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Port Harcourt Medical Journal

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Patients' perception of traditional bone setting in Calabar

I A Ikpeme, A M Udosen, I Okereke-Okpa

Abstract




Background: Patients with orthopaedic injuries patronize traditional bonesetters in our communities. This study was undertaken to find out and document the reasons and factors responsible for this patronage, who made the choice, the role of healthworkers, patients' perception of the practice and if their experience will encourage or discourage them from patronizing traditional bone setting in future. We also compared the cost between orthodox and traditional bone setting for close humeral and femoral fractures.
Methods: A prospective study of patients in three traditional bone setting centres in Calabar. A pre-tested questionnaire requesting information on age, sex, educational level, type of injury, reasons for choice of traditional bone setting was administered. Other details included who decided on traditional treatment, perception of outcome, and the option of choice in the event of a future injury.
Results: There were 98 patients with 106 injuries. The male: female ratio was 66:32 (2.1:1) and age range was 9 months to 60 years. There were 76 fractures in 68 patients, 28 dislocations and 2 brachial plexus injuries. Traditional bone setting was chosen in 50 patients (51.0%) because traditional bonesetters were believed to be more skillful than orthodox orthopaedic practitioners, 32 patients (32.7%) thought it was cheaper; 12 patients (12.2%) believed orthodox orthopaedic practitioners have no empathy towards their patients and 4 patients (4.1%) had no health facility in their locality. In 68 patients (69.4%) the locus of decision was external; in 22 patients (22.4%) internal and 8 patients (8.2%) were encouraged by a healthworker. Complications including pain, mal/nonunion, joint stiffness and contractures occurred in 60 patients (61.2%). Treatment outcome was adjudged satisfactory by 48 patients (49.0%), fair by 40 patients (40.8%) and unsatisfactory by 10 patients (10.2%). Traditional bone setting for the management of humeral and femoral fractures was more expensive than orthodox management.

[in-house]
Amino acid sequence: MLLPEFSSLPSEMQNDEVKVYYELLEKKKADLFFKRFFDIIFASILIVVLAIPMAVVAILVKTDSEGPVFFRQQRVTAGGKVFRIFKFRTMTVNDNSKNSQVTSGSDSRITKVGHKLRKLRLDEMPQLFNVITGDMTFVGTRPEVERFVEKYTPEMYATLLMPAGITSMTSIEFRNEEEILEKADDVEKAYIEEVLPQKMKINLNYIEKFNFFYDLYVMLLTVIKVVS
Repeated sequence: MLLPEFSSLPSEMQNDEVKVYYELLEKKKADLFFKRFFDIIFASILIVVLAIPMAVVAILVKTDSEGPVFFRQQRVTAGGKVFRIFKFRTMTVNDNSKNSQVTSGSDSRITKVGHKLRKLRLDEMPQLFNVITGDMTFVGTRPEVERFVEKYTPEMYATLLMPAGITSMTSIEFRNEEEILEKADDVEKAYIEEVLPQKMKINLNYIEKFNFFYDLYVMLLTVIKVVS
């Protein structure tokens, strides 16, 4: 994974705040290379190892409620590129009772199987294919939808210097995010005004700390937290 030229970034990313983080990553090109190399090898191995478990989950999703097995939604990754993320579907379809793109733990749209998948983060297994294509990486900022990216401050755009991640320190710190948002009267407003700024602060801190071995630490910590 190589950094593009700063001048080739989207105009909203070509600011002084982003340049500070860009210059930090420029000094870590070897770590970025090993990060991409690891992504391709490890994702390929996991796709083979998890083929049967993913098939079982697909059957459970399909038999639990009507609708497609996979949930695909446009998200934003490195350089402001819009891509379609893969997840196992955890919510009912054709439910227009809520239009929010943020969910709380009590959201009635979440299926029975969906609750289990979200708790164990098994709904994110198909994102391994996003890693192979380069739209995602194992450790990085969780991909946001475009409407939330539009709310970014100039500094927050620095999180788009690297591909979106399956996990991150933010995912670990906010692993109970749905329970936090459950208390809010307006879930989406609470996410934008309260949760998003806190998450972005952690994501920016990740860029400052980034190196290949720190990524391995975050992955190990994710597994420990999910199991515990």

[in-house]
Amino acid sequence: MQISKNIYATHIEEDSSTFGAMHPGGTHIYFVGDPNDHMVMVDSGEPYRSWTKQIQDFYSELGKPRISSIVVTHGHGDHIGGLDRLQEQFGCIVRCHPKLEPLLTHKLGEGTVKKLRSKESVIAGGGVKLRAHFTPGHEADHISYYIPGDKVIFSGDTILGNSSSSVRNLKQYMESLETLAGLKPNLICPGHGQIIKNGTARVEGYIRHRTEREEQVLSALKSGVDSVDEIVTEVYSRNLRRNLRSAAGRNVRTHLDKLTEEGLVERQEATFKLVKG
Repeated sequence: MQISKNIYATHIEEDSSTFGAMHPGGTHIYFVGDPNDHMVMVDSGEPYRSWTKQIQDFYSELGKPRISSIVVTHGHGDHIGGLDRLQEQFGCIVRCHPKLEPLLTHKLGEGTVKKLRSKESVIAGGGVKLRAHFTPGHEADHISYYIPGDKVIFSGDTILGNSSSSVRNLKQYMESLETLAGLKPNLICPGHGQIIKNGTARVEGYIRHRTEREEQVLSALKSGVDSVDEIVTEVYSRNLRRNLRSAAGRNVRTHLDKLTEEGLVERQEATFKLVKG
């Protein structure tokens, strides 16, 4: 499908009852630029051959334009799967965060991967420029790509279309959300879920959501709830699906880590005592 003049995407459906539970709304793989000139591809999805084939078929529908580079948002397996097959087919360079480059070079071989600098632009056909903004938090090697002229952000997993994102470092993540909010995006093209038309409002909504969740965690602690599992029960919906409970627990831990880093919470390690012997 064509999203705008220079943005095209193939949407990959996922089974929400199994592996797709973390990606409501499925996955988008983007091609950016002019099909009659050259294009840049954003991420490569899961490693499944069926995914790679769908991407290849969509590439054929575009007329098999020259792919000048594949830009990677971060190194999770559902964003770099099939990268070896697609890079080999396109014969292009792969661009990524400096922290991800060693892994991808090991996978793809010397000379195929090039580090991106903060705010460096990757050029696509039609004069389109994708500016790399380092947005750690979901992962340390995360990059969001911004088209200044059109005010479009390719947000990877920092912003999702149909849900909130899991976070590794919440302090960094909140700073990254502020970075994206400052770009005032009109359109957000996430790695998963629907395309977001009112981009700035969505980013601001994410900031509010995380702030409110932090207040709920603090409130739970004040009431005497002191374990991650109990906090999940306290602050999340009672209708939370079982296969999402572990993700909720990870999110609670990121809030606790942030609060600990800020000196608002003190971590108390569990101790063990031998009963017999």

Conclusion: Traditional bone setting is popular for varied reasons. The freedom to advertise may have helped to woo a public already biased towards traditional bone setting by cultural attachment. A paradigm shift is necessary to reverse the trend.
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Port Harcourt Medical Journal Vol. 1 (2) 2007: pp.104-108



http://dx.doi.org/10.4314/phmedj.v1i2.38864
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